Alexander had very limited formal ducation. He had, however, a keen mind and was a fast learner. When his moher took him to St. Croix, as he was iligitimate, he could not attend the establihed school. St. Croix was part of the Danish Virgin Islands. The school was run by the Calvinist Danish Reform Church and iniligitimate children were not allowed in the school. He attended a small alternative school primarily for the small number of Jewish children on the island. His mother taught him French which was to become very useful in the Revolutionary War. He became, for example, a close friend of Lafayette. Cruger and Knox provided money for Hamilton to study medicine in America (1773). They both hoped he would return to St. Croix, perhaops as a doctor. He told a friend that he wish for a war in which he could make his mark. at the Elizabethville Academy which was the preparatory school for Princeton University. He wanted to persue an accelerated program, but the headmaster would not allow it. So he decided to move on to New York and study at King's College which of course after the War became Columbia College and eventually university.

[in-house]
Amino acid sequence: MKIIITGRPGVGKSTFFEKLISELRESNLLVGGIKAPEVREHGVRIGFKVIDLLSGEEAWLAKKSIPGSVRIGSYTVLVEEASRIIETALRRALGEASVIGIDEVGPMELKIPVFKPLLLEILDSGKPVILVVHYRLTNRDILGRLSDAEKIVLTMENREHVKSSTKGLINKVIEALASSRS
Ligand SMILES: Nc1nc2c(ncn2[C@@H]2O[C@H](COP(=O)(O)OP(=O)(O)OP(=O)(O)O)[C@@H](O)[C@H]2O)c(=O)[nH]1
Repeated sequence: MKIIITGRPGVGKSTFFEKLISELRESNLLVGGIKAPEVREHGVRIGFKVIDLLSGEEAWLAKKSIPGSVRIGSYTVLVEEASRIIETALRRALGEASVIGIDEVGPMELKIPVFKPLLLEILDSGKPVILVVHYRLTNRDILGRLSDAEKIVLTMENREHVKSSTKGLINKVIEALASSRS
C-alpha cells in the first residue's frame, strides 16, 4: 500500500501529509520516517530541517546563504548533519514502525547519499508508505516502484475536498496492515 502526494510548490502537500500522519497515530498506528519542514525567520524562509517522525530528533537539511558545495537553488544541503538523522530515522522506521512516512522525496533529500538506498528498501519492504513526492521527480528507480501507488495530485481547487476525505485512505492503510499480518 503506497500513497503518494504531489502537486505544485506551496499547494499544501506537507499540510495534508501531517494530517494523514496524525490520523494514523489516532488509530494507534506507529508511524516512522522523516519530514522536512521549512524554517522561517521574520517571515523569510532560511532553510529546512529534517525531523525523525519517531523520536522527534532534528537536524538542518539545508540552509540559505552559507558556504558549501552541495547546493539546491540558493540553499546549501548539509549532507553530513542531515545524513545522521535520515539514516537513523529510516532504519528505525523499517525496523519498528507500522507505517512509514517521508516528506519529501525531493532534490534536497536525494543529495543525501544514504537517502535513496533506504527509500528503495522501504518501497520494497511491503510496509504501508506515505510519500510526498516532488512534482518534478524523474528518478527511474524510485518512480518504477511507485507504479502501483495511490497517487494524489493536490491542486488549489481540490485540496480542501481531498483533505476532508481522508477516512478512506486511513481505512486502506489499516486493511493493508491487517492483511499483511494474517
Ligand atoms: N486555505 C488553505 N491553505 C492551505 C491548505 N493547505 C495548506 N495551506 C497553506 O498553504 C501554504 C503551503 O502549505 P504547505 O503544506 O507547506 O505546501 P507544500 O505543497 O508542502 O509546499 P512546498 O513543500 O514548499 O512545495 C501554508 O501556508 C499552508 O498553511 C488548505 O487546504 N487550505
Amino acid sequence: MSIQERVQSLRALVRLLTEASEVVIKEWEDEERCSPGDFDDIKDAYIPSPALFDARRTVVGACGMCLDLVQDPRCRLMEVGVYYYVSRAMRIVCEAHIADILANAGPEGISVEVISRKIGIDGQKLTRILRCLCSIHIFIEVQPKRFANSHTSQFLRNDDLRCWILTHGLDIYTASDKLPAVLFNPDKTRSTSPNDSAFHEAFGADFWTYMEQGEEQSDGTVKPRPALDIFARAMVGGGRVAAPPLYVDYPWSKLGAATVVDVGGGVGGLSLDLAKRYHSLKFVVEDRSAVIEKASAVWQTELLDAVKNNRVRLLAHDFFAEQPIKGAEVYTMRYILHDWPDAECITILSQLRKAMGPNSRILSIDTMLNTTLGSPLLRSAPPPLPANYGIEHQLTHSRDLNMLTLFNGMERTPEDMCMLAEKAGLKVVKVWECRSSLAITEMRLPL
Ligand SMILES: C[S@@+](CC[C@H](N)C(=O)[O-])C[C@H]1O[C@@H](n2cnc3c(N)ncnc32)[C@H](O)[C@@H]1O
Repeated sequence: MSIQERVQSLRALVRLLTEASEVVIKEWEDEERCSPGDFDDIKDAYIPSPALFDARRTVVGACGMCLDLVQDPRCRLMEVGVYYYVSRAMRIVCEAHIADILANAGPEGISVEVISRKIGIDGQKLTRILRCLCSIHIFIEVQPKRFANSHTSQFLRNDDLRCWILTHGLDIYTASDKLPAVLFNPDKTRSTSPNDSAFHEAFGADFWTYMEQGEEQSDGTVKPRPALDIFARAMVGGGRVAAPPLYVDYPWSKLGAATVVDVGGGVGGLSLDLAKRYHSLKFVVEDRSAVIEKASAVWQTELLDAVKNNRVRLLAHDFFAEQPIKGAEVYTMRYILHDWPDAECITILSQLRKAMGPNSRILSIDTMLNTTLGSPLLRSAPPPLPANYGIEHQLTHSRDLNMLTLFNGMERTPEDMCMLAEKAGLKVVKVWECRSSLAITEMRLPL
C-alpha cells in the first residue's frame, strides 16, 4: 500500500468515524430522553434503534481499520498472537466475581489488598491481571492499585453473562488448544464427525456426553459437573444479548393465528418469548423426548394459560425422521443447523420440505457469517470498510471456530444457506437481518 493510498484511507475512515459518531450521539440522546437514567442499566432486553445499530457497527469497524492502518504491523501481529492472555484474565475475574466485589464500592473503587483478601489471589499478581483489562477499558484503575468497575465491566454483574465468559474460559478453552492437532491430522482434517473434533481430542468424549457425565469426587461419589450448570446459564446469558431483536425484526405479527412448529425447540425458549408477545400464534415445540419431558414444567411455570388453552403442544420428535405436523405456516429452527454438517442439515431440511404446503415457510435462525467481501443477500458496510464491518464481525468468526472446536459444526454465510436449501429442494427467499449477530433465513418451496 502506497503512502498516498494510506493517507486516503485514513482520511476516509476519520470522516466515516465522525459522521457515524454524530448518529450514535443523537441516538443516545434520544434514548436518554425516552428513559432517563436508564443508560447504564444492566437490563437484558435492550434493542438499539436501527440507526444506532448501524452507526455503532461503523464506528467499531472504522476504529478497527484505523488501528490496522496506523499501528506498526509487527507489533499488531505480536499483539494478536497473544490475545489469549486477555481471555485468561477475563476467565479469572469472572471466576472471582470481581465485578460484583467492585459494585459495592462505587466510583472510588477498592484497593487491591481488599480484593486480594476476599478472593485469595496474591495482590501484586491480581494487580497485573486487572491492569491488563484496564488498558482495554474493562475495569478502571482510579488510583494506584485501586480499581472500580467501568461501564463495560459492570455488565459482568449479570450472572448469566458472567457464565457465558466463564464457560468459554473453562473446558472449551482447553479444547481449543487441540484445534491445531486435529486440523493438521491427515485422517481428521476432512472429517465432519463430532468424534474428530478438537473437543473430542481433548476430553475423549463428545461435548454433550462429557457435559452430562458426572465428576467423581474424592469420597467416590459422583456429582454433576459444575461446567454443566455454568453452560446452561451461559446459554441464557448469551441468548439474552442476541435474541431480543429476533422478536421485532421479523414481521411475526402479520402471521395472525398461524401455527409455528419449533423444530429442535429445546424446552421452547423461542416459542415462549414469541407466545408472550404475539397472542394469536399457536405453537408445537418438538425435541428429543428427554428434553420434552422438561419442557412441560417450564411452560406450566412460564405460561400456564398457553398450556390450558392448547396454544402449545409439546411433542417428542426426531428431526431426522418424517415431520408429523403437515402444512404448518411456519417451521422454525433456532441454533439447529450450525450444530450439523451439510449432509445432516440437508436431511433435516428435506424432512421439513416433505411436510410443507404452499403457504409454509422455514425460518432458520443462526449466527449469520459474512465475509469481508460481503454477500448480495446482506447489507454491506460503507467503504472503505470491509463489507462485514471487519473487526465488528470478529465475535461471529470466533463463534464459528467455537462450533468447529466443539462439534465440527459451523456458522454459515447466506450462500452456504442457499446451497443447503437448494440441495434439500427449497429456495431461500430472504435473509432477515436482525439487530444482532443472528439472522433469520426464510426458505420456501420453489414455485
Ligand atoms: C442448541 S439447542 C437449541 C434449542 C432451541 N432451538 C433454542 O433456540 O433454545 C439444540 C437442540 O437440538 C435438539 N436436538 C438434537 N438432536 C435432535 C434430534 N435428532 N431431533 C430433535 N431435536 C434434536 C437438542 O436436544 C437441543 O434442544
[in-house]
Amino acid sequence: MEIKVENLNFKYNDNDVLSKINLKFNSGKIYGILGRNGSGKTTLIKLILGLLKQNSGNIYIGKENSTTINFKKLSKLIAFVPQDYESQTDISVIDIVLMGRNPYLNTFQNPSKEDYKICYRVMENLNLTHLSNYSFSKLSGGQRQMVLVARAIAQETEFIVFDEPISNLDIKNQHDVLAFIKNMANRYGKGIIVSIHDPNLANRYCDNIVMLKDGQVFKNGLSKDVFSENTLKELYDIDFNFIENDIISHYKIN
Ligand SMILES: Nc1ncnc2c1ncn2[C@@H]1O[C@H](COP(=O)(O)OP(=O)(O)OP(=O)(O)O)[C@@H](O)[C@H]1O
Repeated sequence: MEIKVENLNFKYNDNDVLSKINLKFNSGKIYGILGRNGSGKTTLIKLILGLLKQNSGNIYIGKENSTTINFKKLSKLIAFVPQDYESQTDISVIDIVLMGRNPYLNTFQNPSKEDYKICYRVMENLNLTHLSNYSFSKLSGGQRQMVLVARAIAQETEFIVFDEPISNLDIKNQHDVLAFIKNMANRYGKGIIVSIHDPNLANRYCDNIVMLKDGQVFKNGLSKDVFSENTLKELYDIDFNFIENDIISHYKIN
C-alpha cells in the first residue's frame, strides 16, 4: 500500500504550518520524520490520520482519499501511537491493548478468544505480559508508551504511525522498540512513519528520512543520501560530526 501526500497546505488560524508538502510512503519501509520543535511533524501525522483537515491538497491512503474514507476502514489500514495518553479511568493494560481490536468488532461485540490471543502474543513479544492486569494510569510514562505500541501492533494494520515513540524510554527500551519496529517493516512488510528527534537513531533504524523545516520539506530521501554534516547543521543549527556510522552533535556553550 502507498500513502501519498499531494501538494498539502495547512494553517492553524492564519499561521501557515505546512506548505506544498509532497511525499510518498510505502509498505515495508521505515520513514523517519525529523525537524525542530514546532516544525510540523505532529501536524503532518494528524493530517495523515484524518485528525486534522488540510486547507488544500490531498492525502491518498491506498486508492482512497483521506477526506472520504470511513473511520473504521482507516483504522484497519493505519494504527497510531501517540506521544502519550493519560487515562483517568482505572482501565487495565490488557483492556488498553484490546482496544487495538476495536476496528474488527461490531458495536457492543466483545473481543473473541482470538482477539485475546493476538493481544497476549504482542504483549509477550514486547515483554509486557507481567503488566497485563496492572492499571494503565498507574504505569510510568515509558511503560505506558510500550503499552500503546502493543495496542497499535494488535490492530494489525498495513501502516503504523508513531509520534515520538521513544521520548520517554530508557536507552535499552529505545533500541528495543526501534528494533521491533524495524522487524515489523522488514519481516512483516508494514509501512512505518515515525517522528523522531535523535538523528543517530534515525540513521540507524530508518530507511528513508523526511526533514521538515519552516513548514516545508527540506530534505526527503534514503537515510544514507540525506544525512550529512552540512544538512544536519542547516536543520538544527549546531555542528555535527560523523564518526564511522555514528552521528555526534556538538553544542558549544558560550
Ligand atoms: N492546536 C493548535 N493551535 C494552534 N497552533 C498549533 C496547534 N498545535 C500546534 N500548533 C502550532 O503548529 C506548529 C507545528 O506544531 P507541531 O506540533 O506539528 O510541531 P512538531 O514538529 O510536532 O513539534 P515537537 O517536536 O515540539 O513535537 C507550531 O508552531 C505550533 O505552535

New York

Hamilton arrived in New York at the eve of the Revolution. He had no sympathy for the British. King's College was known at the time for its loyalist staff. Mant of the students came from wealthy families, many of whom also were loyalists. At the time, the Continental Congres was meeting to discuss how the Colonies should respnd to British policies. Hamilton'sNew York benefactors, the Elias Boudinot family, like Knox were Presbyterians with independent views. They were early supporters of independence. He visited Boston and came to strongly support independence. The debate in New York was heated as there strong loyalists and patriot supporters. Hamilton wrote anti-British pamflets. No one suspected that such a young person was writing them. He organized the first militia group in New Yor City.

Revolutionary War